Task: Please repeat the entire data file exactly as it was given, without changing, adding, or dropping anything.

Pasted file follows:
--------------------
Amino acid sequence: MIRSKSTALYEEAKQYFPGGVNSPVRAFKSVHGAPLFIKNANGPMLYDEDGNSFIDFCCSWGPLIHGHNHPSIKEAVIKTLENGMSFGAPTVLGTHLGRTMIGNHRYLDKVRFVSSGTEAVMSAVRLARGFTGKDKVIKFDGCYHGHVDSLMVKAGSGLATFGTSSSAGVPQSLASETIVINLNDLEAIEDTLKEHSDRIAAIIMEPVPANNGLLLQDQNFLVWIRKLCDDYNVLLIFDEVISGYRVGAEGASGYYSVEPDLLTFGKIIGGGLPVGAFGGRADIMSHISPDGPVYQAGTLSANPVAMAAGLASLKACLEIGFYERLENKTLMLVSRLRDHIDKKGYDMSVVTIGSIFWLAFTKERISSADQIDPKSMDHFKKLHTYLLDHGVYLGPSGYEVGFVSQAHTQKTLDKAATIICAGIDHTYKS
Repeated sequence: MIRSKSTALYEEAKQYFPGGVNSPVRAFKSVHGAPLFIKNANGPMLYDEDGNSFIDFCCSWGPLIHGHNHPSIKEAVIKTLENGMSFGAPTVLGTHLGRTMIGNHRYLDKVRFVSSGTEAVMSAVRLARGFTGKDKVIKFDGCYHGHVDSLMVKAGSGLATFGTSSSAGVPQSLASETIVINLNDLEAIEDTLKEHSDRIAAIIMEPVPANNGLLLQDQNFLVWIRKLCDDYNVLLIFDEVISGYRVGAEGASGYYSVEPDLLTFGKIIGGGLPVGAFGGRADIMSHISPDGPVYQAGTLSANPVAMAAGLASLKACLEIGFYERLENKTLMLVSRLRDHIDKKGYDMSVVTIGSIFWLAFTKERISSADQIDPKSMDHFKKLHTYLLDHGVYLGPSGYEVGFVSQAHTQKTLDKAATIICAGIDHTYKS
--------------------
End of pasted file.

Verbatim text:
Amino acid sequence: MIRSKSTALYEEAKQYFPGGVNSPVRAFKSVHGAPLFIKNANGPMLYDEDGNSFIDFCCSWGPLIHGHNHPSIKEAVIKTLENGMSFGAPTVLGTHLGRTMIGNHRYLDKVRFVSSGTEAVMSAVRLARGFTGKDKVIKFDGCYHGHVDSLMVKAGSGLATFGTSSSAGVPQSLASETIVINLNDLEAIEDTLKEHSDRIAAIIMEPVPANNGLLLQDQNFLVWIRKLCDDYNVLLIFDEVISGYRVGAEGASGYYSVEPDLLTFGKIIGGGLPVGAFGGRADIMSHISPDGPVYQAGTLSANPVAMAAGLASLKACLEIGFYERLENKTLMLVSRLRDHIDKKGYDMSVVTIGSIFWLAFTKERISSADQIDPKSMDHFKKLHTYLLDHGVYLGPSGYEVGFVSQAHTQKTLDKAATIICAGIDHTYKS
Repeated sequence: MIRSKSTALYEEAKQYFPGGVNSPVRAFKSVHGAPLFIKNANGPMLYDEDGNSFIDFCCSWGPLIHGHNHPSIKEAVIKTLENGMSFGAPTVLGTHLGRTMIGNHRYLDKVRFVSSGTEAVMSAVRLARGFTGKDKVIKFDGCYHGHVDSLMVKAGSGLATFGTSSSAGVPQSLASETIVINLNDLEAIEDTLKEHSDRIAAIIMEPVPANNGLLLQDQNFLVWIRKLCDDYNVLLIFDEVISGYRVGAEGASGYYSVEPDLLTFGKIIGGGLPVGAFGGRADIMSHISPDGPVYQAGTLSANPVAMAAGLASLKACLEIGFYERLENKTLMLVSRLRDHIDKKGYDMSVVTIGSIFWLAFTKERISSADQIDPKSMDHFKKLHTYLLDHGVYLGPSGYEVGFVSQAHTQKTLDKAATIICAGIDHTYKS